(3/15) The Thurmont Planning and
Zoning Committee took on one of the few
remaining tasks of the master plan – choosing
the town’s northern growth boundary. Along
with that they discussed the potential of an
industrial parkway as being a part of the
future of the town during a Mar. 1 meeting.
The new potential boundary to be included in the plan would begin north of
the intersection of Apples Church and Roddy Roads. This became a viable option
after concerns were brought up regarding the inclusion of the Graceham area,
which had been proposed for light industrial zoning.
But such an important issue would not easily be resolved. Throughout the
evening points and counterpoints were brought up as the diversity of the
committee became evident.
Both Randy Waesche and Sabrina Massett saw nothing wrong with the towns’
current boundary. “I think the ’98 boundary is adequate,” said Waesche.
Other board members, including Chairperson John Kinnaird saw the future of
Thurmont as including more light industrial space. “My thoughts on industrial
expansion have been to provide more jobs for people in Thurmont,” said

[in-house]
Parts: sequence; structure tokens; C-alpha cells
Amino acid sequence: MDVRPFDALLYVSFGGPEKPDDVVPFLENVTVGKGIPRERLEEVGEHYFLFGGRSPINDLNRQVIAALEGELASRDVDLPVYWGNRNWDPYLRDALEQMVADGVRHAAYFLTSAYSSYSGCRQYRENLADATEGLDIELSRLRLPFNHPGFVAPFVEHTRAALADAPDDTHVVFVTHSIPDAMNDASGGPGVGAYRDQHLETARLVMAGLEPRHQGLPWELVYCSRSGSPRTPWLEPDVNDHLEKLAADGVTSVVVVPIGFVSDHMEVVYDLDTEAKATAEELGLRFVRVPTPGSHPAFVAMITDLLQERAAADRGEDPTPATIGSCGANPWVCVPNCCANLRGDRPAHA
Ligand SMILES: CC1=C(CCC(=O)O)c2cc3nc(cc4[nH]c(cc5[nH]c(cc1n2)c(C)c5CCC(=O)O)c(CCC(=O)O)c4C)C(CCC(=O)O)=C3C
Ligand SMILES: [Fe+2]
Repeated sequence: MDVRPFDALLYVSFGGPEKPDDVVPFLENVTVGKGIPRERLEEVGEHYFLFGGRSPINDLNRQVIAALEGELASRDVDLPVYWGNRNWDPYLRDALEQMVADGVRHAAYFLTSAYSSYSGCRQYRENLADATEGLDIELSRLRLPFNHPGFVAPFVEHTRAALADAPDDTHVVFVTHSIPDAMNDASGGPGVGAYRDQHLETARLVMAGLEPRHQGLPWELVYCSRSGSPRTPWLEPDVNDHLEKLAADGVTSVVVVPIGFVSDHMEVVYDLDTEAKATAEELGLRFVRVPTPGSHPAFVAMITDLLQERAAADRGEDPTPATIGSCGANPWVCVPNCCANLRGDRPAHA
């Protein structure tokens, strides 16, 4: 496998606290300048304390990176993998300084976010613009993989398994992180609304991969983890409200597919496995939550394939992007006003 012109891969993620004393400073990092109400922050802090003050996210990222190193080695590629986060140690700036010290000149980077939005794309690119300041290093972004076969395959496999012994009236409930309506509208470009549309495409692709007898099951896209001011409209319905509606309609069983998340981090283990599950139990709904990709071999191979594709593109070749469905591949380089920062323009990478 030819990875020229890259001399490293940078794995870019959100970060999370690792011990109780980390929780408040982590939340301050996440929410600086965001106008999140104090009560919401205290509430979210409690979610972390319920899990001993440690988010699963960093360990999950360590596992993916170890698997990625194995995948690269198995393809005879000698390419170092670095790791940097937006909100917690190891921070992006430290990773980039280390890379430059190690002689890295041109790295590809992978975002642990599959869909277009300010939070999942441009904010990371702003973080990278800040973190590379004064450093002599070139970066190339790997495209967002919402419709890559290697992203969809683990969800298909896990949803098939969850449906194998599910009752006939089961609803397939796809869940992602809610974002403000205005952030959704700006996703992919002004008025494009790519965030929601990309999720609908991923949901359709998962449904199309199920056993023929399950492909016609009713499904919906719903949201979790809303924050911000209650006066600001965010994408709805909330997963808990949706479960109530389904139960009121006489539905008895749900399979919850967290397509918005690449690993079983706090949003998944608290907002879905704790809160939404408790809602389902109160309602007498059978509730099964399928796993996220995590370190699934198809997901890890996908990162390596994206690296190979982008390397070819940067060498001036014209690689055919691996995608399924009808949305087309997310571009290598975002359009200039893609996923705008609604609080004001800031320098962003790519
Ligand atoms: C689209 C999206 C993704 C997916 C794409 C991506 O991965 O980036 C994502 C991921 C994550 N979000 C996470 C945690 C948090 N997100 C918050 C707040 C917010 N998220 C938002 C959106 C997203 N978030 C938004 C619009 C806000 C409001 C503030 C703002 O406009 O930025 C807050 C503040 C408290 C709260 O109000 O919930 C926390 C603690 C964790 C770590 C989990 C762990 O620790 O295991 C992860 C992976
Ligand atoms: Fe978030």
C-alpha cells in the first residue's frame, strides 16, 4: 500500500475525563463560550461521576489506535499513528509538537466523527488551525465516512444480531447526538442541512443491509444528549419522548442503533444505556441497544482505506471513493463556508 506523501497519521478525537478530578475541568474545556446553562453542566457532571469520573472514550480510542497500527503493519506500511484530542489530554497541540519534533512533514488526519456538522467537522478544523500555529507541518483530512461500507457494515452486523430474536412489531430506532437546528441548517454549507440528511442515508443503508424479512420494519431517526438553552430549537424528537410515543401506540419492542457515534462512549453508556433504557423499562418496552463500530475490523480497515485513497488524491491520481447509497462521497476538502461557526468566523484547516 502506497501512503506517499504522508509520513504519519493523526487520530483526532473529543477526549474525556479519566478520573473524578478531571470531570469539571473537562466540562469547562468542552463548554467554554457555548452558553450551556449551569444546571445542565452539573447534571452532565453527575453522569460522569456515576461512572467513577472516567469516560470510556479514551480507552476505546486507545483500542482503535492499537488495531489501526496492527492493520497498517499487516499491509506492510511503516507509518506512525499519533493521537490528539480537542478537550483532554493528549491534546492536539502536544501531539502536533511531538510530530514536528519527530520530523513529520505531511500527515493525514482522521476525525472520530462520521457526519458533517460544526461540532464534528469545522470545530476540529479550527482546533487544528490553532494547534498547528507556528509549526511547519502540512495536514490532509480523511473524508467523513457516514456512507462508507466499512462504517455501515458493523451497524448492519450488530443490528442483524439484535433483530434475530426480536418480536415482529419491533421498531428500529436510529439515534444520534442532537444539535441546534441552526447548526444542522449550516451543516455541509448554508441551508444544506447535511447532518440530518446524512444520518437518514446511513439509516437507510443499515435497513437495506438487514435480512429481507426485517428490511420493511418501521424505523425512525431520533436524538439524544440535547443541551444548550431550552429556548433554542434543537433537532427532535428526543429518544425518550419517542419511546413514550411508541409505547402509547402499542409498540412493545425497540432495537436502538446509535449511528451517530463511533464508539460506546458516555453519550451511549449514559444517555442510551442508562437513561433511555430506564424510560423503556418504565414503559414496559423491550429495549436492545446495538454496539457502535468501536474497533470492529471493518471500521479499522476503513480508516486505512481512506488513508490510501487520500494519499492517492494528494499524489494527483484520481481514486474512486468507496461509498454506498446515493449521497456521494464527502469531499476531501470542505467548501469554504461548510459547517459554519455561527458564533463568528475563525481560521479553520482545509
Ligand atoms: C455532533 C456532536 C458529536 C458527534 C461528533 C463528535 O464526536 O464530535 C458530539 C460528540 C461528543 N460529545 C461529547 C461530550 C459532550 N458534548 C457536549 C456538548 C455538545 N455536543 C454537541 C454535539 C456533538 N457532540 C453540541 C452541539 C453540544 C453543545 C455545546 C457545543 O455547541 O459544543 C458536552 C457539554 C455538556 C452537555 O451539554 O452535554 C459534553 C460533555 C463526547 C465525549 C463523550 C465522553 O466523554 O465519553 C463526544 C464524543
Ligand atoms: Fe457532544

“Part of, I think, a problem in town is that there aren’t a lot of places to
work,” said Town Commissioner Ron Terpko. “You want to be able to attract and
to have what people need.”
Throughout the evening the board reminded themselves that designating these
new boundaries in the plan doesn’t automatically assume the town will grow that
way. “I think Thurmont has to think beyond what’s here,” said board member
Sandra Hunter. “This doesn’t mean we’re going to walk out there tomorrow and
Some members felt uneasy about the idea and saw the new boundary as an
invitation to urbanization. “I believe that when you color a map and put it in
a master plan, that begets development,” said Waesche.
“I don’t think that because we’re updating the master plan every so many
years like we’re supposed to doesn’t mean we have to monkey around with areas
that don’t need to be messed with,” said Waesche.
The discussed industrial parkway would start somewhere around the Graceham
Road and Apples Church Road intersection, near NVR, and move northwest up to
“It’s something I think we need and I think it would benefit a lot of
businesses and residents in Thurmont,” said Kinnaird.
The road would not only alleviate traffic stresses, but Kinnaird believes
would provide a safer driving environment. “It would possibly eliminate three
dangerous intersections on 15 and combine it into one safer intersection,” he
said. The parkway will be noted in the master plan, but will be drawn outside
of the town’s boundaries.